Editors’ note: On October 27, 2010, just a month after the publication of this story, the Burleson County district attorney’s office dropped all murder charges against Anthony Graves and released him from the county jail, where he was awaiting retrial.
A few hours before dawn on a sticky summer night in Somerville, a one-stoplight town ninety miles northwest of Houston, police chief Jewel Fisher noticed the faint smell of burning wood. Fisher was following up on a late-night prowler call east of the main drag, in the predominantly black neighborhood that runs alongside the railroad tracks. Turning down the town’s darkened streets, he suddenly caught sight of a house on fire and realized that he was looking at the home of 45-year-old Bobbie Davis, a supervisor at the Brenham State School. Flames climbed the walls and skittered along the roof of the one-story brick structure, casting a murky orange glow. The windows had already been smashed in by several neighbors, who had screamed the names of the children they feared were trapped inside, pleading for them to wake up. Fisher quickly radioed for help, but when volunteer firefighters arrived, they discovered the bodies of Bobbie, her teenage daughter, and her four grandchildren inside. Each person had been brutally attacked and left to die in the blaze.
Word of the killings, which took place on August 18, 1992, traveled quickly through Somerville. The tragedy had no precedent; it was—and eighteen years later remains—the most infamous crime in Burleson County history. “Many in the neighborhood remarked that this was the kind of thing that you expected to happen somewhere else, not in Somerville,” read a front-page article in the Burleson County Citizen-Tribune . Bobbie had been bludgeoned and stabbed. Her sixteen-year-old daughter, Nicole Davis, a popular senior and top athlete at Somerville High School, had been bludgeoned, stabbed, and shot. Bobbie’s grandchildren—nine-year-old Denitra, six-year-old Brittany, five-year-old Lea’Erin, and four-year-old Jason—had been knifed to death. (Bobbie’s daughter Lisa was mother to the oldest and youngest children; Bobbie’s son, Keith, was father to the two middle girls.) All told, the victims had been stabbed 66 times. Even the youngest member of the Davis family, who stood three and a half feet tall, had been shown no mercy. Jason, who investigators would later determine had cowered behind a pillow, was stabbed a dozen times. His body had been doused in gasoline before the house was set on fire.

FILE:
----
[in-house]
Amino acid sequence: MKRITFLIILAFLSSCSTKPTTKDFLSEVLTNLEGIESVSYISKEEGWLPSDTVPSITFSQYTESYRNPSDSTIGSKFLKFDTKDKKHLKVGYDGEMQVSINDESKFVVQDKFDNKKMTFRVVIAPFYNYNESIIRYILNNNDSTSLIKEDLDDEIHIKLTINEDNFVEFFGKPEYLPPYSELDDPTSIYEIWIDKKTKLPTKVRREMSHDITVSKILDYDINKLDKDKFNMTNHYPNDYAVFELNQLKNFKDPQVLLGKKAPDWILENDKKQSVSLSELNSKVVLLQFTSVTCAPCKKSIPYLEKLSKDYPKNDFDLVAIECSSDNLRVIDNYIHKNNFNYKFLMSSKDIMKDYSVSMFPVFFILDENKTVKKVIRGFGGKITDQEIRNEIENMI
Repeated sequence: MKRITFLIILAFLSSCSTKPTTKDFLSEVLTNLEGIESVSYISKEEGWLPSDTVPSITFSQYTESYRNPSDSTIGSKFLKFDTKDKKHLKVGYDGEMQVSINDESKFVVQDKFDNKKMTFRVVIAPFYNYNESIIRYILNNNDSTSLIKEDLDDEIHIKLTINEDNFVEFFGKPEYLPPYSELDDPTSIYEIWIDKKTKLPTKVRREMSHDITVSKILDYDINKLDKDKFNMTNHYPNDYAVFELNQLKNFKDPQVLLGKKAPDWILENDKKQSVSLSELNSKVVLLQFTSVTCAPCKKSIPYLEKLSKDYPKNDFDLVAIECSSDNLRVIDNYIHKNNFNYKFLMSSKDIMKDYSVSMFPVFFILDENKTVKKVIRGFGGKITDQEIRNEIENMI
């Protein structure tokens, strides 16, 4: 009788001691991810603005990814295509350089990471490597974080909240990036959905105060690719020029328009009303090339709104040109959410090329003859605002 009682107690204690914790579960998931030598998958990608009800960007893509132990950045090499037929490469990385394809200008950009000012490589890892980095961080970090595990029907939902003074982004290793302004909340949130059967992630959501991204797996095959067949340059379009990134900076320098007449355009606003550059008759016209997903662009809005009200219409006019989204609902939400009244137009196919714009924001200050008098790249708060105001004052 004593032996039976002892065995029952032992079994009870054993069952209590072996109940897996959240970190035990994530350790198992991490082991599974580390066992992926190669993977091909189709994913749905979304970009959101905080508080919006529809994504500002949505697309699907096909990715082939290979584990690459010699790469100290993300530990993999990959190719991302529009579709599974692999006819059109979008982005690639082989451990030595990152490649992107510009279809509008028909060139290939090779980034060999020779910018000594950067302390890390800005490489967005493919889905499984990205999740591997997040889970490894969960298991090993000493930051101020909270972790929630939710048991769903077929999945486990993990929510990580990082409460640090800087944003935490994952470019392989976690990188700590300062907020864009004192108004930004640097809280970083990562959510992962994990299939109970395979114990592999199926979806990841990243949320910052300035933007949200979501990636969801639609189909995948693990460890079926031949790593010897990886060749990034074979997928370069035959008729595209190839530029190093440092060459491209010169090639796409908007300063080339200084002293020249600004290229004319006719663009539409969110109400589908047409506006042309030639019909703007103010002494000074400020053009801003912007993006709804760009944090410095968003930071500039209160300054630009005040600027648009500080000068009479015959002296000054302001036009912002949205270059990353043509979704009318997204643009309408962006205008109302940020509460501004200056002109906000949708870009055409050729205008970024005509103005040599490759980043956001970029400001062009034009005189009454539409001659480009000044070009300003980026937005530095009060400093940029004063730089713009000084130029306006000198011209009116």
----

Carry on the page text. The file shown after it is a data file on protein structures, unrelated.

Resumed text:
After daybreak, neighbors gathered to survey the ruins of the Davis home, and TV news crews from Houston came by helicopter, circling overhead. Two Texas Rangers arrived that morning, and two more later joined them, but they had few early leads. There were no obvious suspects and hardly any clues; the fire had ravaged the crime scene, and the killer—or killers—had left behind no witnesses. A night clerk at the Somerville Stop & Shop, Mildred Bracewell, came forward to say that two black men with a gas can had purchased gasoline shortly before the time of the murders. A hypnotist employed by the Department of Public Safety elicited a more precise description from her of one of the men, and a forensic artist sketched a composite drawing of the suspect. Still, there were no arrests.